I love to give myself a good facial and read a good book. I also like to wind down with my son. We will watch his favorite cartoon or play with action figures. Any moment where I can dedicate one on one time with him, he really appreciates it.

"I have learned that balance is about happiness that comes from within. Happiness doesn't come from other people, a new job, or from becoming a mother. You have to make that conscious decision to find that inner peace to get to the stage of feeling balanced."

Courtesy of DeVynne Starks

When you have a busy week, what's the most hectic part of it?

The most hectic part of the day is honestly sifting through emails. It took me a really long time to not allow my inbox to negatively affect my day. I have been learning to just say "no". Saying "no" is definitely a skill you learn over time as a business owner. With practice, it gets easier and easier.

Do you practice any types of self-care? What does that look like for you?

Giving my mind and eyes a break has really been helping me. There are days when I am on the grind! So stepping away from my computer and doing something peaceful is big for me. Daily facials are definitely my me-time.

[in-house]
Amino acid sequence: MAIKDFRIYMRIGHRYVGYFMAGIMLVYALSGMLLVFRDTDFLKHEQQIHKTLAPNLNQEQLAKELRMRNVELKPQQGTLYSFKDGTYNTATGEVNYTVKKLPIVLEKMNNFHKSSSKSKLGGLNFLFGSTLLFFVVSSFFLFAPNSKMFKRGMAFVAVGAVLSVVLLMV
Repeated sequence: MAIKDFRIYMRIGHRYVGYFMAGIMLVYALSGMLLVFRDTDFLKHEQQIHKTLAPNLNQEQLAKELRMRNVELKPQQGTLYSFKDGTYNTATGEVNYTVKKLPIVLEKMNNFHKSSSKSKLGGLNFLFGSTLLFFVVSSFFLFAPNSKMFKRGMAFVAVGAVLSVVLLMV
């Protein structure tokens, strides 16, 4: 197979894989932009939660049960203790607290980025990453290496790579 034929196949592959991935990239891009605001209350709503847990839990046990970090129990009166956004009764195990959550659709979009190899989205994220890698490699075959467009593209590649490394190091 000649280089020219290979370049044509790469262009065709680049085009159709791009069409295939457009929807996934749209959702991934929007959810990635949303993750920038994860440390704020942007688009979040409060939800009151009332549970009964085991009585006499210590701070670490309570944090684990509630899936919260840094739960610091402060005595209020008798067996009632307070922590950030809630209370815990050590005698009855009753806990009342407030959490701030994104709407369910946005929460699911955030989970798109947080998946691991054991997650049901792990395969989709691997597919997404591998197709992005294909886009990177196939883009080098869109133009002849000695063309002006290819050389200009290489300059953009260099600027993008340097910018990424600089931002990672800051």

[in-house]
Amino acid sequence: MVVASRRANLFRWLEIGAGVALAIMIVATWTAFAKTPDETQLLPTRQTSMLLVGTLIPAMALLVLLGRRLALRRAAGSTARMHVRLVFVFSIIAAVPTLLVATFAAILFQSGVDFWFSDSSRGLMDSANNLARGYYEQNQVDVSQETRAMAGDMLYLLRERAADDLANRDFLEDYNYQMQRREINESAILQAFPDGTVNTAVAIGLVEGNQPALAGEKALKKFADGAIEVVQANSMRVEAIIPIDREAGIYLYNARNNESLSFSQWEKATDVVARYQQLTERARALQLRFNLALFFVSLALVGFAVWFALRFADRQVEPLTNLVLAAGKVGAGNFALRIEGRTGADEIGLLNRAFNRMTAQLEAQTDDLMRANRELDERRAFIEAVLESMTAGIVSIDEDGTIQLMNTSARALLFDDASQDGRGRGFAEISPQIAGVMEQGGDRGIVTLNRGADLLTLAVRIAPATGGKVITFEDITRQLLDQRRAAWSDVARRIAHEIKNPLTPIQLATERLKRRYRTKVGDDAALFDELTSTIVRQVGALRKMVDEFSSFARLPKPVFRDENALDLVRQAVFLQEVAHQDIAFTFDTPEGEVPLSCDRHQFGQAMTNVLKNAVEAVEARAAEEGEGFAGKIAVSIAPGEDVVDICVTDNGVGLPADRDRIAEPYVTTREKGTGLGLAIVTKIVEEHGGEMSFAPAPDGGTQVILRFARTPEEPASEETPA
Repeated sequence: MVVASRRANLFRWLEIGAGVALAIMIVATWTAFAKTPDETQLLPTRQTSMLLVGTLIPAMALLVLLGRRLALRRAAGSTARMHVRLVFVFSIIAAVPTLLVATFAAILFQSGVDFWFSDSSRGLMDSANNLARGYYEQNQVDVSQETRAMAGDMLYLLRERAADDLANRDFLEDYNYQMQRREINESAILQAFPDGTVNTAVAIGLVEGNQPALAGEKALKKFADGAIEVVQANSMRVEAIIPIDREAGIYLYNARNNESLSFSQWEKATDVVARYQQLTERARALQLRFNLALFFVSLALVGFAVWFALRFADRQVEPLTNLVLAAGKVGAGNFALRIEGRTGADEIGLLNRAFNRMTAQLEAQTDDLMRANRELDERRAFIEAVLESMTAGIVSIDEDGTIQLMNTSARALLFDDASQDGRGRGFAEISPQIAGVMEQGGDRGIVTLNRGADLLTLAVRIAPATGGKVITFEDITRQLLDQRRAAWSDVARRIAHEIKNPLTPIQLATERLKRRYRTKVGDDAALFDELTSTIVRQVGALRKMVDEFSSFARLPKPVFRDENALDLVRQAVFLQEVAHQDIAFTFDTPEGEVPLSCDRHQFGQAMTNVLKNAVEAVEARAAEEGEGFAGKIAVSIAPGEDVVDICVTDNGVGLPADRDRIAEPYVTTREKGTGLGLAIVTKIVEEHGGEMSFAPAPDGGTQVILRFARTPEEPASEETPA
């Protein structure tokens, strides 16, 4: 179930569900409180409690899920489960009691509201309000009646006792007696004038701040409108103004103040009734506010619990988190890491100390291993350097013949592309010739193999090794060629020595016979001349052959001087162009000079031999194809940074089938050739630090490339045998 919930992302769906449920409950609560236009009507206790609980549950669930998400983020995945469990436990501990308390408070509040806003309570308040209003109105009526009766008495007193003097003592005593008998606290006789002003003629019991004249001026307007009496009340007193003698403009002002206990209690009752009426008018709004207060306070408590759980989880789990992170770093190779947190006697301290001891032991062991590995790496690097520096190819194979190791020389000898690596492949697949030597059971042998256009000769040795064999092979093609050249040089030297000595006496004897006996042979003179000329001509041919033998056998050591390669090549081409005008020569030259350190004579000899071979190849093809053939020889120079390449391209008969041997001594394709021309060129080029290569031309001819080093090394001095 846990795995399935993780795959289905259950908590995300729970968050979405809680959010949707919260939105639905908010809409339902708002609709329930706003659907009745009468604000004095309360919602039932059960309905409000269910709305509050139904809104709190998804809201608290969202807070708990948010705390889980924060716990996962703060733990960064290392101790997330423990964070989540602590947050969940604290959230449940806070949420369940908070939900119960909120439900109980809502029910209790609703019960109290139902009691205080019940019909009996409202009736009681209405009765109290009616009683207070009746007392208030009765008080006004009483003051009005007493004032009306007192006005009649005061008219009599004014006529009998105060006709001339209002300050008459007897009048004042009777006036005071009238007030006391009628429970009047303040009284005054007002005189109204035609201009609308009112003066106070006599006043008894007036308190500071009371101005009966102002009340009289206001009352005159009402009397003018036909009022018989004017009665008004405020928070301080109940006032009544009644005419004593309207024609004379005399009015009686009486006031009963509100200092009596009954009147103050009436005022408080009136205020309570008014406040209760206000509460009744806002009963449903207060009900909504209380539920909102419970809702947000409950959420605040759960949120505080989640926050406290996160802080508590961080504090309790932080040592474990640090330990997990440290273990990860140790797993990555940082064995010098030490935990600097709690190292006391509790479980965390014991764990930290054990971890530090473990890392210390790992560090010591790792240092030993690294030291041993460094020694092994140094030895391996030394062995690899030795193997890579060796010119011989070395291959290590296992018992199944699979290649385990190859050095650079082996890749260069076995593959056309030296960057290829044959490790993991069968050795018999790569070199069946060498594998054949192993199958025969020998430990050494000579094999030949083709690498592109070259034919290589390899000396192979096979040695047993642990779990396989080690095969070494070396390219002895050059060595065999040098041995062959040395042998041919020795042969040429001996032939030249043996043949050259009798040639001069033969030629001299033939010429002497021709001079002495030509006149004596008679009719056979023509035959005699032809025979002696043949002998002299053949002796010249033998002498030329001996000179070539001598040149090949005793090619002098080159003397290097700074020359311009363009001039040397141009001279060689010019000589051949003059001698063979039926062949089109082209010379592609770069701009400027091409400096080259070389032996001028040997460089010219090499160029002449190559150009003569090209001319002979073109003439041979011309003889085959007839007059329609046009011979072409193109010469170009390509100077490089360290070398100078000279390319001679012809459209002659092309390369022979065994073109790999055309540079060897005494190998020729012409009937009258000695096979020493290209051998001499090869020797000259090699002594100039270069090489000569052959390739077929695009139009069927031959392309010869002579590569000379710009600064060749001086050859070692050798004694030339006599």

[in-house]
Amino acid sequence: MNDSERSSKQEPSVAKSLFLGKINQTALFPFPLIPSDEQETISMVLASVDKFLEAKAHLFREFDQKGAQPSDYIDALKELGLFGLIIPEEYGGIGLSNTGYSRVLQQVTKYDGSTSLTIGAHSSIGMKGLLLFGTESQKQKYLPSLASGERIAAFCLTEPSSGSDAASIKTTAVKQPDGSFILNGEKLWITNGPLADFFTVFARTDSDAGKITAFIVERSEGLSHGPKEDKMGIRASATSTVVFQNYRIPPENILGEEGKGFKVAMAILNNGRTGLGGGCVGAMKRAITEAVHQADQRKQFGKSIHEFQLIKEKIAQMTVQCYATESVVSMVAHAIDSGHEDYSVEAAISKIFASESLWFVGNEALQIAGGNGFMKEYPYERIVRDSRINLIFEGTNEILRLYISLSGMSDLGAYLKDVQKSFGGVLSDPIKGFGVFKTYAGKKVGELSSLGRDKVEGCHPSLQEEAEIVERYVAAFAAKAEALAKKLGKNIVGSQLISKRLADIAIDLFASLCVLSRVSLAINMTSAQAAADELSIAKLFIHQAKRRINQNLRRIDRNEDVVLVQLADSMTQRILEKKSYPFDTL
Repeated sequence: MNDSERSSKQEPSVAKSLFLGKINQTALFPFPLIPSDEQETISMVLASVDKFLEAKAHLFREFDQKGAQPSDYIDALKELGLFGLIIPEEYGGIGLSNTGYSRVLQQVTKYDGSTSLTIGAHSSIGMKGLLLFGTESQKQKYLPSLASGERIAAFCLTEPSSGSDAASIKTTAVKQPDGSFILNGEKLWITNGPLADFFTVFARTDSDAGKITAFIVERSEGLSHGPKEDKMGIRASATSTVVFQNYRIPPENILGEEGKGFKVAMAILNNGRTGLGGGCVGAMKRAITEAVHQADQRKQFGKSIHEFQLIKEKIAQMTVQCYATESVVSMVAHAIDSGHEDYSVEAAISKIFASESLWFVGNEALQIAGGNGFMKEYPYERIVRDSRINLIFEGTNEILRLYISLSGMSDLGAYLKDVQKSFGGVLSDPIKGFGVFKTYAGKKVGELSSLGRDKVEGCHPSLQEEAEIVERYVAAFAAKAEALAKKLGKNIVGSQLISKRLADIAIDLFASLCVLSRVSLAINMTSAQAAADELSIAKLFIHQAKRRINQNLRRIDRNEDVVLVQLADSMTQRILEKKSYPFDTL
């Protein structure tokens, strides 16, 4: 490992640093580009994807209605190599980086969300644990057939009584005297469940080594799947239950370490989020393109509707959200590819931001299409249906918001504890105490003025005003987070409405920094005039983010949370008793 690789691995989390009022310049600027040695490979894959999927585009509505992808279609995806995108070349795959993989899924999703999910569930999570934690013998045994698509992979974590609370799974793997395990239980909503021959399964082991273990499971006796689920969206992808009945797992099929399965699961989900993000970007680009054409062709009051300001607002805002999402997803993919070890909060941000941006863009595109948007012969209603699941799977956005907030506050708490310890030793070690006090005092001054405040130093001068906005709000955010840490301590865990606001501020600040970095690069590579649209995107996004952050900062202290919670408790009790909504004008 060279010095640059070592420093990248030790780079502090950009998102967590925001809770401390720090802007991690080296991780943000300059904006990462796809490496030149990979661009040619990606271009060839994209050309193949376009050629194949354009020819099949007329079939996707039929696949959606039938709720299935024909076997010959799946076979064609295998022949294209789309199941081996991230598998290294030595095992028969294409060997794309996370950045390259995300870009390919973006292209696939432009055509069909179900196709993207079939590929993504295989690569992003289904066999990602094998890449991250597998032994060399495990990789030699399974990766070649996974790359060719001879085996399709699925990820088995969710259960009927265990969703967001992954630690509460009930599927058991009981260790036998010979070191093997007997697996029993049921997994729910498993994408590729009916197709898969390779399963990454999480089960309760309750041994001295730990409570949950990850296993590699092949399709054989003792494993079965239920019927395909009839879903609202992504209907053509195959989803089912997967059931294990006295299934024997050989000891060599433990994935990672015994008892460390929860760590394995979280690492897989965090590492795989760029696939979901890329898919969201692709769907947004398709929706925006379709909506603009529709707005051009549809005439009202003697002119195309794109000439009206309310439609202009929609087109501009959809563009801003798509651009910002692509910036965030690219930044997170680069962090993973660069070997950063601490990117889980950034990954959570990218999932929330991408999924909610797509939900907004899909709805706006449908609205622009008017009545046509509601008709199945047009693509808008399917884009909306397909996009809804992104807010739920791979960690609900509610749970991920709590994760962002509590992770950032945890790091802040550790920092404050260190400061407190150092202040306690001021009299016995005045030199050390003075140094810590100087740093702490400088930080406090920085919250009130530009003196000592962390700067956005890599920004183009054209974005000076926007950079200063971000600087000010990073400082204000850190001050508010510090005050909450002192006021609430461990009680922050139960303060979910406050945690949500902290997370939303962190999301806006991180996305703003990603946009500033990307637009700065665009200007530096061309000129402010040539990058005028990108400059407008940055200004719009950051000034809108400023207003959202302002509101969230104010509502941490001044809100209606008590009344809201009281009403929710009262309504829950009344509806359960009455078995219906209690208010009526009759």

What advice do you have for busy women who feel like they don’t have time for self-care?

Even though it may seem like being busy is the right thing to do, it can really physically drain you and stress your body out. To start off, what has helped me is incorporating micro self-care techniques. One technique I use is journaling. I used to write a lot before having my son, so now I squeeze in time at the end of day to self-reflect and write it all down. This is my way to take care of myself while still being busy. I also suggest making time to just be by yourself with no shame or interruption. I had to learn how to utilize the village around me.